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One of the newest pathway programs at Santa Barbara Unified is celebrating its first graduating class.

The Interpretation/ Translation program at Santa Barbara High School is the first of its kind in California.

The class teaches students how to use their bilingual skills in English and Spanish to bridge the communication gap between people.

The program boasts a lengthy list of industry partners who volunteer as guest speakers and offer to host field trips for students, such as a Translation class at CSUCI and observing a graduate-level class from The Middlebury Institute of International Studies. Students also learn about entrepreneurship and marketing from local guest speakers and have the opportunity to shadow the district’s own Language Access Unit at district/school events.

The class focuses on the basics of translation and interpretation, including the code of ethics, professionalism, and different industries where these skills can be used. 

“My first language is Spanish, and I just wanted to sharpen my knowledge of it. I don’t speak at school too much, and so I really wanted to incorporate it into my everyday life more than just speaking it at home,” said senior Juliana Bermudez.

Teacher Alison Mendoza said she tailors the exercises and curriculum to students’ interests in future careers, such as medical or legal jobs.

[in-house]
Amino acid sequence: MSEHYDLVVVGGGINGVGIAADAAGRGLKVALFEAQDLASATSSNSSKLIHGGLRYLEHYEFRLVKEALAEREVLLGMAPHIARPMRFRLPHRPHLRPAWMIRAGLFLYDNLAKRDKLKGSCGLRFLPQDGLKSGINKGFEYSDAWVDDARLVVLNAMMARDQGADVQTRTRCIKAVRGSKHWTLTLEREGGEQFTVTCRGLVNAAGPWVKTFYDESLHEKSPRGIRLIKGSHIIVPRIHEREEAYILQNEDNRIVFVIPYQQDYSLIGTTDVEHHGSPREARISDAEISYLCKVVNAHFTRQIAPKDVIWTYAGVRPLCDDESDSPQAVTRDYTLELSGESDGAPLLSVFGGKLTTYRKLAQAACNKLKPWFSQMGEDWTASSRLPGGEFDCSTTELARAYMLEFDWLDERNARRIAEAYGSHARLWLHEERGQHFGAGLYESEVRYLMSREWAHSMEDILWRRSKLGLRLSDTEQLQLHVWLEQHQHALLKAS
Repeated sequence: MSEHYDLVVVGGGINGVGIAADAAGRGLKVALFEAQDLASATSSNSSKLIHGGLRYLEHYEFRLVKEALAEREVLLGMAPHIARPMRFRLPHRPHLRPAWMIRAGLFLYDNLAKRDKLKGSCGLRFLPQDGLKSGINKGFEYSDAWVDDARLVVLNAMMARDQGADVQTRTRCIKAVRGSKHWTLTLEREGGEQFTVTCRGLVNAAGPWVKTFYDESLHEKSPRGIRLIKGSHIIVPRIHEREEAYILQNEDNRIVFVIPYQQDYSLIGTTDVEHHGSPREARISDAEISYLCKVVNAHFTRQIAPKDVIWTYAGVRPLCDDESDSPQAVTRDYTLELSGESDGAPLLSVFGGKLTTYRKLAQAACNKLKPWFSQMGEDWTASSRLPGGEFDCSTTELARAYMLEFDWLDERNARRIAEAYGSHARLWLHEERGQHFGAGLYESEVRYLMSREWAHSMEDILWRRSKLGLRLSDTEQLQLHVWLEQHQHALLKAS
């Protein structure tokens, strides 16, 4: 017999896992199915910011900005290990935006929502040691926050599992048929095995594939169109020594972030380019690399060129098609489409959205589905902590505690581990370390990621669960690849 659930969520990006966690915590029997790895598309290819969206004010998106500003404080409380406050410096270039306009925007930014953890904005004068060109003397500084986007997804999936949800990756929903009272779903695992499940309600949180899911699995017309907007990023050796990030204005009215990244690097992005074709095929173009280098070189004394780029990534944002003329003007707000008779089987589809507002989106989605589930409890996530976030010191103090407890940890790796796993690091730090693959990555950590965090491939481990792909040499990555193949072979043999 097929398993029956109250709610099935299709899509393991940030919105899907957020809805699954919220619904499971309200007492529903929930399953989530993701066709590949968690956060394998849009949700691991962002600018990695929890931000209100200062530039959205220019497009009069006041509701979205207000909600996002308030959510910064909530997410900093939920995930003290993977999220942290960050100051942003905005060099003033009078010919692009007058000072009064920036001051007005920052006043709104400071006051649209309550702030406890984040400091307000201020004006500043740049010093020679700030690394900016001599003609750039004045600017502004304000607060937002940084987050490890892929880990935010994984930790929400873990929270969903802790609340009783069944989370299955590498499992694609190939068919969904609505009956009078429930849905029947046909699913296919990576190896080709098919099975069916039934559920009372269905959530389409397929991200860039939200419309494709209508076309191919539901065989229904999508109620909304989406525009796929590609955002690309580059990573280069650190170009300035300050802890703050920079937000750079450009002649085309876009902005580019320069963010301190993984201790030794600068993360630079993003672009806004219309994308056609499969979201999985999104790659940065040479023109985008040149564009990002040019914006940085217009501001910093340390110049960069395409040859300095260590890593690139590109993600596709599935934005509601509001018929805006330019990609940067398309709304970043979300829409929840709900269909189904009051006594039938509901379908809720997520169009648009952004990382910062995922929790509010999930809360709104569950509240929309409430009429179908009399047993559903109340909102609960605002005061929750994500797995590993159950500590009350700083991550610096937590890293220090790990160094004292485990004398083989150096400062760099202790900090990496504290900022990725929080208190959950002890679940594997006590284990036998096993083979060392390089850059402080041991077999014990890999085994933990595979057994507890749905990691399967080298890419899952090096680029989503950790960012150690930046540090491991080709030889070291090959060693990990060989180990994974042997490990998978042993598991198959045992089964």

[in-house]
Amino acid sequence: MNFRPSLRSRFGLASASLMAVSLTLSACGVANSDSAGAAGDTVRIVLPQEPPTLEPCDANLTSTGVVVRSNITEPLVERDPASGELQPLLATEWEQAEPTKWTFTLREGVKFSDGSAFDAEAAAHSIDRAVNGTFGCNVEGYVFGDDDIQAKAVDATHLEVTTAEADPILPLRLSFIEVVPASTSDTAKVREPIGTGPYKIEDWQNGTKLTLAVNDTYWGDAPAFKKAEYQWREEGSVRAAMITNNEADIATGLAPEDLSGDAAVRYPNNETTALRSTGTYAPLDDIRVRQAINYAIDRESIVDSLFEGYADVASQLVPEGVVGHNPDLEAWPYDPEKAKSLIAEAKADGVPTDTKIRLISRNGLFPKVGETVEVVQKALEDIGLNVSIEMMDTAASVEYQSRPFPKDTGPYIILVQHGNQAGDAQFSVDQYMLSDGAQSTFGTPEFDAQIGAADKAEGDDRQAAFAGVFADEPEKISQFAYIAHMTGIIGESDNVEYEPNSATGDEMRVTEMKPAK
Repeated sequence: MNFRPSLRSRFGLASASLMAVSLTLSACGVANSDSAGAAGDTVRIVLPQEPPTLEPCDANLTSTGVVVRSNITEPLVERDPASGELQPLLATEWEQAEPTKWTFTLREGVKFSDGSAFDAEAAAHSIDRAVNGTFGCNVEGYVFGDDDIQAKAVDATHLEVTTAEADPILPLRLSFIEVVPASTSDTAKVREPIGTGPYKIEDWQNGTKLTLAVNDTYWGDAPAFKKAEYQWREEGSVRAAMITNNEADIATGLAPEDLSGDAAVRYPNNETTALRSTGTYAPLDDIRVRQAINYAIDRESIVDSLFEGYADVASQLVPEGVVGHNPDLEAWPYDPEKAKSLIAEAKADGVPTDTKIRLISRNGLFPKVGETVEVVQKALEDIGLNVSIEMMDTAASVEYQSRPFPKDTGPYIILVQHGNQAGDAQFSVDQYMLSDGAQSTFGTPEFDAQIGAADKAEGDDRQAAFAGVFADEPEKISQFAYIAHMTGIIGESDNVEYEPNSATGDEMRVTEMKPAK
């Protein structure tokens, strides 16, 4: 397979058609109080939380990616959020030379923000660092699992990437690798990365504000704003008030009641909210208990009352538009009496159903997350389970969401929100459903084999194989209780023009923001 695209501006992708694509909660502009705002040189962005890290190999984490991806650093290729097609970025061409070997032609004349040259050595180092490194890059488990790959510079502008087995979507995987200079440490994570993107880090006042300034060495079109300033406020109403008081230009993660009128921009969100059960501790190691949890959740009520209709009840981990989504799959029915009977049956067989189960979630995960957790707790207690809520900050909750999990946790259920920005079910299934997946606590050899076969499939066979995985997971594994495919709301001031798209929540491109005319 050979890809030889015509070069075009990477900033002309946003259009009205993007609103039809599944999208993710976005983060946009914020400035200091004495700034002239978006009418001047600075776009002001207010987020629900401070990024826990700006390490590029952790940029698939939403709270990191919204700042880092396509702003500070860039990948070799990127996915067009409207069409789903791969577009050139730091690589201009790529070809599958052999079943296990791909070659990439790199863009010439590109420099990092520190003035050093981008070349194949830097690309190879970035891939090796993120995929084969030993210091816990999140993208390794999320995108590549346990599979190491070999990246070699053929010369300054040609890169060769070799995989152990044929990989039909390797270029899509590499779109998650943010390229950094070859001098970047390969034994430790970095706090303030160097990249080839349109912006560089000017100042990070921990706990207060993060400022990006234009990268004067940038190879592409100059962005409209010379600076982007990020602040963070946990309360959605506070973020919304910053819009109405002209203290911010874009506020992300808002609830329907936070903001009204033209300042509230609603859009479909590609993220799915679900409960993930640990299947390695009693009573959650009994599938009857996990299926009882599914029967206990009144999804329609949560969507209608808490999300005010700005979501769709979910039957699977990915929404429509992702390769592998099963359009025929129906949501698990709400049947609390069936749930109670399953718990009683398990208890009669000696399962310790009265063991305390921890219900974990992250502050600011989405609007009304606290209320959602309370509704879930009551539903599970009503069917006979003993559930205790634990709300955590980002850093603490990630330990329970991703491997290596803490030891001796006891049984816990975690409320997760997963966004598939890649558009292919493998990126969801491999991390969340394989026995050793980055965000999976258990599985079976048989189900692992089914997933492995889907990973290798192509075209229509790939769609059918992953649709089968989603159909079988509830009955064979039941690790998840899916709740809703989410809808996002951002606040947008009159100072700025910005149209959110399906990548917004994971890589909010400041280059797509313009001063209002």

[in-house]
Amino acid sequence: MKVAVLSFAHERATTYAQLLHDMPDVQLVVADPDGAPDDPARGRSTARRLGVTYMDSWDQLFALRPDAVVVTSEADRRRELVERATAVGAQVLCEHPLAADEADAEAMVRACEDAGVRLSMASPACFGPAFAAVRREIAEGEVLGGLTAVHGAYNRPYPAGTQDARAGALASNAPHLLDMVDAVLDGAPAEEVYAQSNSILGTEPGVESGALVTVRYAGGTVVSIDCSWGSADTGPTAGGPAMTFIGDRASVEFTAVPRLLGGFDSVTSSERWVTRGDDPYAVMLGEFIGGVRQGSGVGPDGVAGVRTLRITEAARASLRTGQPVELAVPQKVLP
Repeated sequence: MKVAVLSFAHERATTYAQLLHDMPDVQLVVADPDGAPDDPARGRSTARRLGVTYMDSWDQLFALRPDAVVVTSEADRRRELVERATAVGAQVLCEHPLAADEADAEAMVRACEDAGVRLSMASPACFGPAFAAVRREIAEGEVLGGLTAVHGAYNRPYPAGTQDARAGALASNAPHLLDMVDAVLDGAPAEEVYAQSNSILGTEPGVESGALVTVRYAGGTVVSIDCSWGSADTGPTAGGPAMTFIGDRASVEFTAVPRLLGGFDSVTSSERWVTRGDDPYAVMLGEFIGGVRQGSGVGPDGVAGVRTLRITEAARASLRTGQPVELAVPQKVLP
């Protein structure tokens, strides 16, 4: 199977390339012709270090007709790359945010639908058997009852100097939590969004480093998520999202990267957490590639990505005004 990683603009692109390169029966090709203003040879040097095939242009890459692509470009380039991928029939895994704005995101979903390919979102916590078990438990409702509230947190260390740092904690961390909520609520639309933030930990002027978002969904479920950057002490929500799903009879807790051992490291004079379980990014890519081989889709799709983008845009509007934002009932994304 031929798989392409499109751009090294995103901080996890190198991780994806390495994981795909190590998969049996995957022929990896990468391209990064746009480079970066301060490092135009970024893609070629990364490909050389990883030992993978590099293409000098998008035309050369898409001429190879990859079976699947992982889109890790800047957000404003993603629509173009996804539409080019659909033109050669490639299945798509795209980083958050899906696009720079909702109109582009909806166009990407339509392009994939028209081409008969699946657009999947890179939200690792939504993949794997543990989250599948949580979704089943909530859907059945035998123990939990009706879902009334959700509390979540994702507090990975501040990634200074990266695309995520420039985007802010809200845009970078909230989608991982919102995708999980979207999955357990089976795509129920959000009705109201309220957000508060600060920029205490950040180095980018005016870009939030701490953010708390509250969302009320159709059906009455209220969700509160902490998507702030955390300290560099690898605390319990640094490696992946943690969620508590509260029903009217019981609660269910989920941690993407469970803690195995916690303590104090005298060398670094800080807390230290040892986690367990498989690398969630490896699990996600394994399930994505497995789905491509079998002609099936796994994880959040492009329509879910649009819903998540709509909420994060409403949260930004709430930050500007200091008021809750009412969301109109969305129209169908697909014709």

“I think watching a lot of them come out of their shells or gain a lot of confidence has been a big part of it for us,” said Mendoza when talking about how her students have grown since they started the program. “We really promote both the translation interpretation field and being bilingual wherever you go, in whatever you do. We want students to know that language access is really something that we should all focus on everywhere.”

Senior Emily Morua says the class helped her gain confidence in a language she already knew. 

“Spanish has always kind of been involved in my life. It was my first language doesn’t necessarily mean it’s my strongest language, but I know it’ll definitely help out in the future, In general,” said Morua.

“Having the bilingual ability to communicate is critical to helping people understand complex fields like health care, law, and business. In some instances, having a translator can make a difference in getting someone proper medicine or understanding complex agreements and legal issues. Regardless of what these students do next in their lives, the skills they picked up will be useful and impactful,” said Dr. Hilda Maldonado, Superintendent.

Next year, the Translation/ Interpretation Pathway will launch a third class that will give more students tools to continue engaging in language access in their community. They’re also considering adding a certification component.

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